ACCESS 11, Fall 1997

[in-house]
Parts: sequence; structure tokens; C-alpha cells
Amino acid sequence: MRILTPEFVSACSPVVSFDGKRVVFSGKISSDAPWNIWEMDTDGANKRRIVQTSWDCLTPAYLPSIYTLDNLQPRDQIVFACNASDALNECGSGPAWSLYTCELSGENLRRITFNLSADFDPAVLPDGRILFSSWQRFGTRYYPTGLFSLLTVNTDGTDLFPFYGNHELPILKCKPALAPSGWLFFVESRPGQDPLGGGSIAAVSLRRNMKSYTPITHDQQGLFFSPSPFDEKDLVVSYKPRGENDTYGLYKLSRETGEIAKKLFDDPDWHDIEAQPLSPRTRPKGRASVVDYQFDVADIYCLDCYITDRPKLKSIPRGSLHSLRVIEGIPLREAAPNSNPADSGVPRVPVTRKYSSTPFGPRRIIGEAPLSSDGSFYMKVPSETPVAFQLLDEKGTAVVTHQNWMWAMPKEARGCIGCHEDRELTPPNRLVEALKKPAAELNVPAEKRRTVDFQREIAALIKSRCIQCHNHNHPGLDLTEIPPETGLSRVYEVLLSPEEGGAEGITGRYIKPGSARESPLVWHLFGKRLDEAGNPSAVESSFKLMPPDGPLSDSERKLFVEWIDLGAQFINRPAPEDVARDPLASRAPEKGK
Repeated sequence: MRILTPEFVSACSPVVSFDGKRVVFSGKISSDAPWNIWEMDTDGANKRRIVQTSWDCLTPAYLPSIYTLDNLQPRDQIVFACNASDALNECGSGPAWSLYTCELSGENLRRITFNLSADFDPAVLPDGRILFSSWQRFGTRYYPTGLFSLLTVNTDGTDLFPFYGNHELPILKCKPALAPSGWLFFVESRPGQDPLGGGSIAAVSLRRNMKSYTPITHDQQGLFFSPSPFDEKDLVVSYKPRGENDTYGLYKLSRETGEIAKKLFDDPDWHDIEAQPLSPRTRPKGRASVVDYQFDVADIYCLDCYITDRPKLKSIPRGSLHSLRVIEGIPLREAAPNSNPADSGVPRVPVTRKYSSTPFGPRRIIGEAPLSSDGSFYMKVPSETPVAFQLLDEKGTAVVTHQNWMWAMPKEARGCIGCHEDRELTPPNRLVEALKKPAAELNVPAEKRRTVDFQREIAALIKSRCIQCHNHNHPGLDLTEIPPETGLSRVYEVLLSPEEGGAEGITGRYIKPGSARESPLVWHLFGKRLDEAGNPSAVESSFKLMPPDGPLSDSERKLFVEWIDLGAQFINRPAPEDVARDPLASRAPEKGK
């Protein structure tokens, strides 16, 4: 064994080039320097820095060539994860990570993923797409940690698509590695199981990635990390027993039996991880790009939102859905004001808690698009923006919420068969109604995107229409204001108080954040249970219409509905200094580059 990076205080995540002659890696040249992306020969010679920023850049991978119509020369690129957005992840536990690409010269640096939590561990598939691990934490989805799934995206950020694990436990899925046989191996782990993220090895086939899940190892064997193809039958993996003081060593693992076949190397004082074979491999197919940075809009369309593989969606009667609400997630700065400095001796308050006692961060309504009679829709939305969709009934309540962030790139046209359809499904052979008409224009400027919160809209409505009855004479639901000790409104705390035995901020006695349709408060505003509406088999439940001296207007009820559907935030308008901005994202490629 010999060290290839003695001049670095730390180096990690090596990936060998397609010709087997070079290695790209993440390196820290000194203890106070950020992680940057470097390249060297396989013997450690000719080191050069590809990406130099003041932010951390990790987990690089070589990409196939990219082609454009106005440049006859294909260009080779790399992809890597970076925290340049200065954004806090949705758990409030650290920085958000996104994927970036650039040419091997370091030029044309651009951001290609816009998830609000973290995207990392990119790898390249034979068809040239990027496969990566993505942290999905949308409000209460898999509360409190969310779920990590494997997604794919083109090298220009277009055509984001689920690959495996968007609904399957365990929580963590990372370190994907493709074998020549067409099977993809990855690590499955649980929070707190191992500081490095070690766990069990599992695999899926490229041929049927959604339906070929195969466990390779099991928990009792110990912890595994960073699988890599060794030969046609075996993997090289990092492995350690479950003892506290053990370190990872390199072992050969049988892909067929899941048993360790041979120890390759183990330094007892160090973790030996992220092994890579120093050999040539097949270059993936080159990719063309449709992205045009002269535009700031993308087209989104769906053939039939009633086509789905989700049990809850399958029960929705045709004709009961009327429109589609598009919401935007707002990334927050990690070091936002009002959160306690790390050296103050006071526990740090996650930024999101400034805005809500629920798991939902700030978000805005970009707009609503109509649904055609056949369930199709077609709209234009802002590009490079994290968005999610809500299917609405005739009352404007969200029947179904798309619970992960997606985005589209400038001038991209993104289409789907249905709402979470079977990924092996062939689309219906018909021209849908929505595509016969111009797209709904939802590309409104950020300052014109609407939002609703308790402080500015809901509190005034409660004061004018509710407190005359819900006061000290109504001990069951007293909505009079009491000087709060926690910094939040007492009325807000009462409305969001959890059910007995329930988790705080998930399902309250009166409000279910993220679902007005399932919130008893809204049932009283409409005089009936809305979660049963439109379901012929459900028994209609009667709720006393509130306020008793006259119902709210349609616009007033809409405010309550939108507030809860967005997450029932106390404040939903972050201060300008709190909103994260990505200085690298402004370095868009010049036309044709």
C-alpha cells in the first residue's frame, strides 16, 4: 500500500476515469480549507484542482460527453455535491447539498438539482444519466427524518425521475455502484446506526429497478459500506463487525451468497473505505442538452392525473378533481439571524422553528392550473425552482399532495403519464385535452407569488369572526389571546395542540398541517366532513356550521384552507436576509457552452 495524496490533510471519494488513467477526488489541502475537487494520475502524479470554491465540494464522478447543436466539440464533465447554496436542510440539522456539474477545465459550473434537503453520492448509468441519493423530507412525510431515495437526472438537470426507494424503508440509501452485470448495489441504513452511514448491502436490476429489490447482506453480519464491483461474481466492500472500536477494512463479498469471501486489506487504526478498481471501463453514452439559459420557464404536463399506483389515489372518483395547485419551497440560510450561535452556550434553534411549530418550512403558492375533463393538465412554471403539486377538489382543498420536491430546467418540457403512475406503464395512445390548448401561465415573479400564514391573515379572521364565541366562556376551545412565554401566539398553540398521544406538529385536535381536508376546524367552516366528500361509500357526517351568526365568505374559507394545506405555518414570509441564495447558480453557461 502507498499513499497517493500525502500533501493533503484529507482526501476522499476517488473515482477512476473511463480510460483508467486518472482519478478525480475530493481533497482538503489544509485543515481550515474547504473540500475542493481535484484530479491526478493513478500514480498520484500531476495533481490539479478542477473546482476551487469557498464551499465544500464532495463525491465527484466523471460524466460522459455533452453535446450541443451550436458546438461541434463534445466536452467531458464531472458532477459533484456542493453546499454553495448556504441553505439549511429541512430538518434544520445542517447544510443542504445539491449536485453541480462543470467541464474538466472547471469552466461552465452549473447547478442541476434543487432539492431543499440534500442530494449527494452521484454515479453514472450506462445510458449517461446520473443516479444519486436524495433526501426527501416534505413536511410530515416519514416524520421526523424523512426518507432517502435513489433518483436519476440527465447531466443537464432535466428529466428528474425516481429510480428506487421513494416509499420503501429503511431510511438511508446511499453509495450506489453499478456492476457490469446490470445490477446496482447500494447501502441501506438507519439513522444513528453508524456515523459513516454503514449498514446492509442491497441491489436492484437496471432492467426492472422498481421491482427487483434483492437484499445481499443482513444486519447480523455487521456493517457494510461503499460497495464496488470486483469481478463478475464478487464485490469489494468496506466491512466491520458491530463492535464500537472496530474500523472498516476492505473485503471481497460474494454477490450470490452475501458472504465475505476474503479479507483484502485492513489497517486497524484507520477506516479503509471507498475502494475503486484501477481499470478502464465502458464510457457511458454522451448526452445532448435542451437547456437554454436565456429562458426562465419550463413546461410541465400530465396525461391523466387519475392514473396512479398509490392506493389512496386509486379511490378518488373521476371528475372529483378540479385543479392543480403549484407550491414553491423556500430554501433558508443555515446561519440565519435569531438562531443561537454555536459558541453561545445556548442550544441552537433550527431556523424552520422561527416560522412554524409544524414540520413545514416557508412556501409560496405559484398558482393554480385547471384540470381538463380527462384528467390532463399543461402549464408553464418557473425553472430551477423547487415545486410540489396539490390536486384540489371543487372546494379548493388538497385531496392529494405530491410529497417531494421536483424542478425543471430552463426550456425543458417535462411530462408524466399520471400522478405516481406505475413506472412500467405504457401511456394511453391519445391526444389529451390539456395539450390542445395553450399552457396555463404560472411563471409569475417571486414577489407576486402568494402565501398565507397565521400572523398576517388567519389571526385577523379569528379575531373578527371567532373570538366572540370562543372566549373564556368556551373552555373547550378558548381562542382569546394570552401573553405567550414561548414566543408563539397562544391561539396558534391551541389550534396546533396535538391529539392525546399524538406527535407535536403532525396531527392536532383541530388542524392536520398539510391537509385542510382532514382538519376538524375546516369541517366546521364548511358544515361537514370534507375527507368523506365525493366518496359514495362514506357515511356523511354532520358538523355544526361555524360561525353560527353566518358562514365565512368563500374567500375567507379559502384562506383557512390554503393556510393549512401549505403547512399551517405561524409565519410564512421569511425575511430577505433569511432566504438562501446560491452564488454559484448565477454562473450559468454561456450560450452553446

There is a need for competent and principled leadership in the field of transportation. The ongoing debate about reauthorizing ISTEA clearly illustrates the political pulls and tugs that characterize democratic decisionmaking. Each interest group voices its particular preferences, and legislators stake out claims for projects and programs that directly benefit their constituents. Real leadership involves breaking deadlocks like these through vision and compromise, but such leadership is rare. Beyond serving supporters' immediate aims for expensive projects, few seek to exploit transportation's potential for shaping the economy, environment, and public welfare.